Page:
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Customer Review

16 of 18 people found the following review helpful
5.0 out of 5 stars "You Murdered A Hamster" - Nancy Cowan, March 26, 2012
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This review is from: Carnage (Amazon Video)
"Carnage" opens like a play which it was adapted from and is tautly directed by Roman Polanski. Penelope Longstreet (Jodie Foster) along with husband Michael (John C. Reilly) invite the Cowans to their apartment; Nancy (Kate Winslet) and her work-consumed husband, Christoph Waltz. The Longstreets feel it necessary to discuss the reason why their "victim" son was struck, and badly hurt, by the "maniac brutalizer" Cowan's son. Michael would simply appreciate an apology from their child although Penelope seems to have her own agenda and intends to push it.

Penelope and Nancy have a tremendous amount of tension between them which is palpable from the onset. Michael appears personable, overly generous and friendly ... at first. On the other hand, Mr. Cowan is aloof about the subject, on his cell phone constantly as a pharmaceutical lawyer who is much more absent in the genesis of the conversation.

The 'go-around' all plays out mainly in one room, the living room, with a small scene in the hallway and if you are quick, you just may see a 'guest' appearance. You can literally feel the air suck right out of the space. It becomes claustrophobic and dizzying as the couples begin wildly talking, accusing, and definitely getting far off the subject of their sons. In this obvious stress inducing situation, especially for Nancy and then Penelope, anxiety builds and the topics get verbally and emotionally out of control. The discussion of the children's situation is quickly set aside while personal marital issues insidiously invade the conversation. More like spouting-offs!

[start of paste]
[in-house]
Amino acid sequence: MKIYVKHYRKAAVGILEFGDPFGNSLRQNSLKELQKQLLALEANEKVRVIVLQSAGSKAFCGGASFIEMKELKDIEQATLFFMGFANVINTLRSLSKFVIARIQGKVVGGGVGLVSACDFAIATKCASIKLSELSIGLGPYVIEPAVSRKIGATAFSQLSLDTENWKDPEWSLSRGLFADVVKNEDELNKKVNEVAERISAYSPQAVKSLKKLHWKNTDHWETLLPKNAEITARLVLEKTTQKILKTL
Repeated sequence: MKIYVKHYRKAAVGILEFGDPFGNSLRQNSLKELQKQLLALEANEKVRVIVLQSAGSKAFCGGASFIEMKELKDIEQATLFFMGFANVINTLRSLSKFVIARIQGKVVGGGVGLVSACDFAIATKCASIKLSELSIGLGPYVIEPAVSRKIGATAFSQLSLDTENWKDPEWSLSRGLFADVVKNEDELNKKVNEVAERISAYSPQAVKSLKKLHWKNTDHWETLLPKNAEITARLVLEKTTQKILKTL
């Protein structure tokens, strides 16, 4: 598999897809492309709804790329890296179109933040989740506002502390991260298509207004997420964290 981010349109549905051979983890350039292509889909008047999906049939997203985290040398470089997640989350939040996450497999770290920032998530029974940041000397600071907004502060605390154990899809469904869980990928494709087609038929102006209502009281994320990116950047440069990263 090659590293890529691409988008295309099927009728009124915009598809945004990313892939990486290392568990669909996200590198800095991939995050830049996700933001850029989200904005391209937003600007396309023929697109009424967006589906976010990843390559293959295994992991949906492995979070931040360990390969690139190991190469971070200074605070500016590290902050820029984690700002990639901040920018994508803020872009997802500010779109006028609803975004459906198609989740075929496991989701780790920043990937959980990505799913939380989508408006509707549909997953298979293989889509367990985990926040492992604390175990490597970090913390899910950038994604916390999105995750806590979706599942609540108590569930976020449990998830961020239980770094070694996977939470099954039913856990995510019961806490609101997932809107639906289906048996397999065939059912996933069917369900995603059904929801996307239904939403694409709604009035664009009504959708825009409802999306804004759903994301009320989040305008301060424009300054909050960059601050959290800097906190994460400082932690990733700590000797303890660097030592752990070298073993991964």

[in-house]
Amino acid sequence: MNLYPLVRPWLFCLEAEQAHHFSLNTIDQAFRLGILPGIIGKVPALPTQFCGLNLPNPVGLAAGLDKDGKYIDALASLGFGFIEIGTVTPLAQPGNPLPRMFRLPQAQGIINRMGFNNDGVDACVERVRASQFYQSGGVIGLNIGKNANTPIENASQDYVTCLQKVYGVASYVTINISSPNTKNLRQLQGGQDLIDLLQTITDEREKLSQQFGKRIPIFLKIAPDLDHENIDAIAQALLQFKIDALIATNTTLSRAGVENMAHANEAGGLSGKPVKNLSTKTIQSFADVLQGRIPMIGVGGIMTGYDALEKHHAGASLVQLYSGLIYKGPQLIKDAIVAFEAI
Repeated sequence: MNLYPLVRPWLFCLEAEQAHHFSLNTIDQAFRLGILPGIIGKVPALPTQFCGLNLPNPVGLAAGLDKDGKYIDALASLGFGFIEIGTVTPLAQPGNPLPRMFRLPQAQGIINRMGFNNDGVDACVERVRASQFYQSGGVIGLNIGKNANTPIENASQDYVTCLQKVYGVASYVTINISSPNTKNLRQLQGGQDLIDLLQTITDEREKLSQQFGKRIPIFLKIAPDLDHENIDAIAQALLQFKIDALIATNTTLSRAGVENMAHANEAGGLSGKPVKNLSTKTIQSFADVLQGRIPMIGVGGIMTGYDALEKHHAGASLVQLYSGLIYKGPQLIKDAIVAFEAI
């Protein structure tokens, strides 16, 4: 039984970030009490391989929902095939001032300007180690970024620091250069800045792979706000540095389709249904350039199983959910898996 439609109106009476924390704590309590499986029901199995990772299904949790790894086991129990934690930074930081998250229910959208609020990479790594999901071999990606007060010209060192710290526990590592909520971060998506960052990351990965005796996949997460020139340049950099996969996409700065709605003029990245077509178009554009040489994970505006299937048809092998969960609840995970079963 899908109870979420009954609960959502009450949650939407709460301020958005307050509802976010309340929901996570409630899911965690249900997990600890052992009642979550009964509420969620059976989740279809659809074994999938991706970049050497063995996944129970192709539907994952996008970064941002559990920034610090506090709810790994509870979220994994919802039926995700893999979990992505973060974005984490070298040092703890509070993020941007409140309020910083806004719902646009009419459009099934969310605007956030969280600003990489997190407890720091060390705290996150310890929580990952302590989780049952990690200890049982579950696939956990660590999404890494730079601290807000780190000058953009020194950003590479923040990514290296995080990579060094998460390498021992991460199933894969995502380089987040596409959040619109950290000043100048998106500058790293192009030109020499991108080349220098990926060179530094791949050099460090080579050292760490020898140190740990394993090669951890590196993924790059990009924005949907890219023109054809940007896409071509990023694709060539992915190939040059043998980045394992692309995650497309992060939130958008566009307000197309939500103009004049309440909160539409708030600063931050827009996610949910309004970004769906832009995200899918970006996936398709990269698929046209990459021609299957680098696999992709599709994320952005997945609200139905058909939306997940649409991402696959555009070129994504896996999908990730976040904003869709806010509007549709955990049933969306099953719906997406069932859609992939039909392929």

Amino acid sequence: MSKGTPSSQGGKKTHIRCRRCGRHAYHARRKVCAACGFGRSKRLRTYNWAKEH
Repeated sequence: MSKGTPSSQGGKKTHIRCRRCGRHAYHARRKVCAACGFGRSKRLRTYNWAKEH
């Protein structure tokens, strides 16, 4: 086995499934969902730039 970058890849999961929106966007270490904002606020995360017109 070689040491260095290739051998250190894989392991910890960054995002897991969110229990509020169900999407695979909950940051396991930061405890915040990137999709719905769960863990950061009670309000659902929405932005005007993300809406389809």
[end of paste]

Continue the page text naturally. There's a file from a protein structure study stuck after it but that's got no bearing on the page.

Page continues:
The husbands slowly get involved by first defending their wives, arguing with each other, and then challenging each other. The Scotch then comes out on the scene as they now decide it would be a great time to take a vintage bottle out for a ride. Nancy demands a drink for her self while defending Penelope, then challenges a reluctant Michael to pour his wife some also. Alliances are formed and broken then reattached almost as fast as the mercurial, rapid-fire dialogue. The words are shot between them as caustic arrows and hit just as harshly. The husbands start to turn on their wives while getting highly frustrated; "You think too much...women think too much" and "Yes, I feel like being completely despicable".

The talking and arguing becomes amazingly ludicrous in this verbal smack-down. All four actors are on top of their game in the film. This tightly wound, inflammatory, and hilarious study is actually very human, as one topic is flying into another then back again.

At the very end of the film, right before the credits roll, there is one of the best scenes for tying-up all the loose ends and also a good shot in the arm of laughter for myself. It does put seemingly huge things in perspective in a very scant amount of time.
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Showing 1-4 of 4 posts in this discussion
Initial post: Apr 5, 2012 8:18:46 PM PDT
So why was the ending so great to you?

Posted on Apr 5, 2012 8:27:16 PM PDT
have you seen this?

In reply to an earlier post on Apr 5, 2012 8:41:23 PM PDT
David Werking--I have to ask you if you saw the entire movie? Possibly if you look at what I titled the review with, it may answer that question? Also watching closely into the background you will see certain people that appear very different at the end than at the beginning. I couldn't really explain how humorous I found 'the condition after' all the verbal warfare with the couples during the movie at the ending, without ruining it for someone else. I saw it as a necessary shot in the arm of what happens with kids--and possibly hamsters! Thanks, Sheryl

Posted on Apr 5, 2012 9:39:45 PM PDT
David Werking--I typed that link you sent to me into Google, and read what article came up. I have to say that you have got me very confused as to why you would send this to me. I fear you may have me all wrong, I simply enjoy movies, music and books. I also enjoy writing about the ones that I usually enjoy or have just seen and had been looking forward to. I do not feel I really need to explain my motives for writing to you in the first place. This is my business and I would not understand why anyone would want to directly hurt someone else. Sheryl
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